Global Wind Energy in 2010 are expected to total 37.7 GW

A 21% bounce back is expected in 2011, but wind turbines prices will remain weak. The global wind farm industry will see a flat year in 2010, as measured in new megawatts capacity installed, compared to 2009, according to Bloomberg New Energy Finance.

The clean energy research firm today said that onshore and offshore wind farm installations in 2010 are expected to total 37.7 GW, down 2% from 2009, but are set to bounce back to 45GW in 2011. Bloomberg New Energy Finance expects the sector to continue to grow in the years that follow, with an average of 48GW to be added in years 2012-2013.

While activity in 2010 will remain roughly even from 2009, growth rates vary widely across regions, with the rapidly growing nations of the developing world leading the way. China once again will be the global leader and will install 25% more new wind power capacity than in 2009, when the country set a record with 14,000 new megawatts.

The growth in China’s wind farm installations is underpinned by record levels of investment, which in Q3 2010 represented just under half of all funds put into new wind power projects globally. Approximately one in two wind turbines to go online in 2010 will be in China.

China’s growth in wind energy contrasts with a considerably gloomier picture in the US, where Bloomberg New Energy Finance expects installations to fall 39% in 2010 compared to 2009.

The US wind energy market continues to be challenged by fallout from the financial crisis, low power prices and an uncertain medium-to-long term policy environment.

Low natural gas prices remain a particular problem, since they bring down the cost of gas-fired electricity and therefore make it hard for wind farm project developers to negotiate attractive power purchase agreements with US utilities. The US remained relatively subdued in terms of all types of clean energy asset finance, not just in wind energy, in Q3 2010, with $4.4bn invested, down from $5.1bn in Q2.

Wind turbines prices have remained weak around the world in 2010. The latest version of the Bloomberg New Energy Finance Wind Turbine Pride index shows the median price for wind turbines ordered so far in 2010 (including towers and transport) was equivalent to $1.4m per Megawatt of capacity, down from a peak of $1.79m per Megawatt in 2008.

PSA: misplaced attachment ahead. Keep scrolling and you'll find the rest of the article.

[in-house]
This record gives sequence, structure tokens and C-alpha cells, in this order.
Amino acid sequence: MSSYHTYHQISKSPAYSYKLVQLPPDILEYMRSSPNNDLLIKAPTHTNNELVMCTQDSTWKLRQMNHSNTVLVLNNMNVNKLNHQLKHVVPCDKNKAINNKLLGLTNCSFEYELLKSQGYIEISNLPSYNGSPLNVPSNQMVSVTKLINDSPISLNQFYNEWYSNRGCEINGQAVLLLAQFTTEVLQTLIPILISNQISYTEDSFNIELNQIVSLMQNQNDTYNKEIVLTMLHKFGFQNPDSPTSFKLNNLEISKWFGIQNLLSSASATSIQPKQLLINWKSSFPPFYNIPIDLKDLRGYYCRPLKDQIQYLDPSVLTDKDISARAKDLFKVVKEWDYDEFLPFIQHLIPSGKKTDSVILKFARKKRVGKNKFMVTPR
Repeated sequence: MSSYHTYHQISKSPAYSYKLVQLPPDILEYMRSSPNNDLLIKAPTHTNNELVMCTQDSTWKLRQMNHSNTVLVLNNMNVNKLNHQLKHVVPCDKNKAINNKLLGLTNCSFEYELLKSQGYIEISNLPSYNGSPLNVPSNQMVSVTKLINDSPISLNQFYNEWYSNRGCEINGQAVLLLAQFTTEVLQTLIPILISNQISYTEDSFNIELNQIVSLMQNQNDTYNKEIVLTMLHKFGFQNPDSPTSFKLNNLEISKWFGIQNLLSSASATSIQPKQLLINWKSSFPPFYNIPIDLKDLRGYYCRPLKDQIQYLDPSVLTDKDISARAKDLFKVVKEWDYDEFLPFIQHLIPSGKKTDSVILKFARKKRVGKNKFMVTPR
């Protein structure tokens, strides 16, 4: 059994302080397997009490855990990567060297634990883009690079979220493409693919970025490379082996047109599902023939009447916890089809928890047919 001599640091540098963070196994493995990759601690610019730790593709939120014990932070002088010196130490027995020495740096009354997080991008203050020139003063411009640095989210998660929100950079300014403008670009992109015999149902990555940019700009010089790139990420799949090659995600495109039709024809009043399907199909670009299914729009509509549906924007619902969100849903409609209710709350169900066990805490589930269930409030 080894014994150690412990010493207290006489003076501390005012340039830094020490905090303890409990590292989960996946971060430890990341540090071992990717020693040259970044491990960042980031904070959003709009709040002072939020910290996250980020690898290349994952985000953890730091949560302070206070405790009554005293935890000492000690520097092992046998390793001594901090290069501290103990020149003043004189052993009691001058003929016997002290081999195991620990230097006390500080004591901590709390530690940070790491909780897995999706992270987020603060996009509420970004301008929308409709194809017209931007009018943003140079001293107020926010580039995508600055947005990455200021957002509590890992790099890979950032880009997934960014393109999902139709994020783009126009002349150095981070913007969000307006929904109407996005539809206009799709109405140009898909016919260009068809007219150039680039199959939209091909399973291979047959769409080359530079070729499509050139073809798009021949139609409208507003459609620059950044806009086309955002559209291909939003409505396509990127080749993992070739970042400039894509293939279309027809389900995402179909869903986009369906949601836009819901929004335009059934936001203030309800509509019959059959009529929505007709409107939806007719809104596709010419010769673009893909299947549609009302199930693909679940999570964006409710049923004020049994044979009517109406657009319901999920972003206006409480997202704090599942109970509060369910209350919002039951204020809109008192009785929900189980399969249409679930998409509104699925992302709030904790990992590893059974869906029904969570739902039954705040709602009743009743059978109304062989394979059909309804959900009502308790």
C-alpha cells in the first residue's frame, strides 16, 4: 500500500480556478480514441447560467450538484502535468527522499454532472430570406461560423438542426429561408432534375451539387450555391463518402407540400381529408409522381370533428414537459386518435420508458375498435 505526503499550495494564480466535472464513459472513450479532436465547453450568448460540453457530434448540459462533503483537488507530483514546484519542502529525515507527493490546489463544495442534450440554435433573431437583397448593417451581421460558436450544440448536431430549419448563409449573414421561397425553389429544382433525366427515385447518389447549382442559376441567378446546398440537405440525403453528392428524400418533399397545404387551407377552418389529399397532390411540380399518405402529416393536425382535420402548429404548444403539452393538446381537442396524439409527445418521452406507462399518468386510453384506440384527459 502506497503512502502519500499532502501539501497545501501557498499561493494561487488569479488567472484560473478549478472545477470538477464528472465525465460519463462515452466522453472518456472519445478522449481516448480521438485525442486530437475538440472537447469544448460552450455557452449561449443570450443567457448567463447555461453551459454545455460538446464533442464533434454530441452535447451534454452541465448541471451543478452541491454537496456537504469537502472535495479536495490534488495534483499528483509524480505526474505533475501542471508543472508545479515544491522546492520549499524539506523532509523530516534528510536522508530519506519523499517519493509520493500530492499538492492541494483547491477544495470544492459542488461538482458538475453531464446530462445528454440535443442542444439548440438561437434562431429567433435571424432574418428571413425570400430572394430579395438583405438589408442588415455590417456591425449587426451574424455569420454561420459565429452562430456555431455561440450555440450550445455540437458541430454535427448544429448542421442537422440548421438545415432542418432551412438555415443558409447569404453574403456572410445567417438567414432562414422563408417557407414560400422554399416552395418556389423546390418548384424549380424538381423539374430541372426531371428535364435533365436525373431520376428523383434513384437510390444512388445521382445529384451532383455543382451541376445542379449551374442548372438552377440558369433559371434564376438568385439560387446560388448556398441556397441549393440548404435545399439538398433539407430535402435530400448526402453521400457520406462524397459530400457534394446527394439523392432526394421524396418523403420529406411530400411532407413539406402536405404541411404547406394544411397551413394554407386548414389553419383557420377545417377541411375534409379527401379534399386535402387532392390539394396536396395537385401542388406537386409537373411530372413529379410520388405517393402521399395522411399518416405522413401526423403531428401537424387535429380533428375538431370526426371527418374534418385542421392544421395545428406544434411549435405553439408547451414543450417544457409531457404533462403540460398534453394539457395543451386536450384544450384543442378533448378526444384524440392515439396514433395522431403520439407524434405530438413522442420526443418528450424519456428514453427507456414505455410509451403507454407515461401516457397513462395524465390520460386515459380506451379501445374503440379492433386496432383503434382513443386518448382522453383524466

Bloomberg New Energy Finance expects prices to continue to fall in 2011 as wind turbine manufacturing capacity exceeds demand in all regions by a significant margin.

Bloomberg New Energy Finance is expecting to see 21% growth in installations in 2011 to 45.0 GW, with the majority of this coming from non-traditional wind power markets in Latin America and Asia.

The group is also predicting that offshore wind farm installations will more than double between 2010 and 2013, rising from 1.3 GW to 3.3 GW per year. Europe will lead the way with 80% of these wind farm installations, specifically in the UK and Germany.

Bloomberg New Energy Finance’s Short-Term (four-year) Wind Market Forecast covers 43 markets around the world for both onshore and offshore wind energy and is updated quarterly. It is derived by tracking the progress of individual wind farm projects through the planning, financing and construction cycle, taking into account developments in regulation, finance and power markets which affect whether those projects will ultimately be built.

The forecast, which is updated quarterly, forms a core part of Bloomberg New Energy Finance’s Wind Insight Service.

Michael Liebreich, chief executive of Bloomberg New Energy Finance, said: “Installation levels always lag financings, so what we are seeing this year is the effect of the collapse in investment activity at the end of 2008, beginning of 2009. Investment levels are slowly recovering in Europe and the US, but meanwhile Asia, and in particular China, have charged ahead.”

William Young, head of wind industry research at Bloomberg New Energy Finance, said: “The emergence of China as the world’s leading wind market in the last two years is driving a fundamental rebalancing of industrial focus. Chinese wind turbines manufacturers have muscled their way onto the top table, but at the same time the shift offers significant opportunities to European, US and Asian component suppliers.”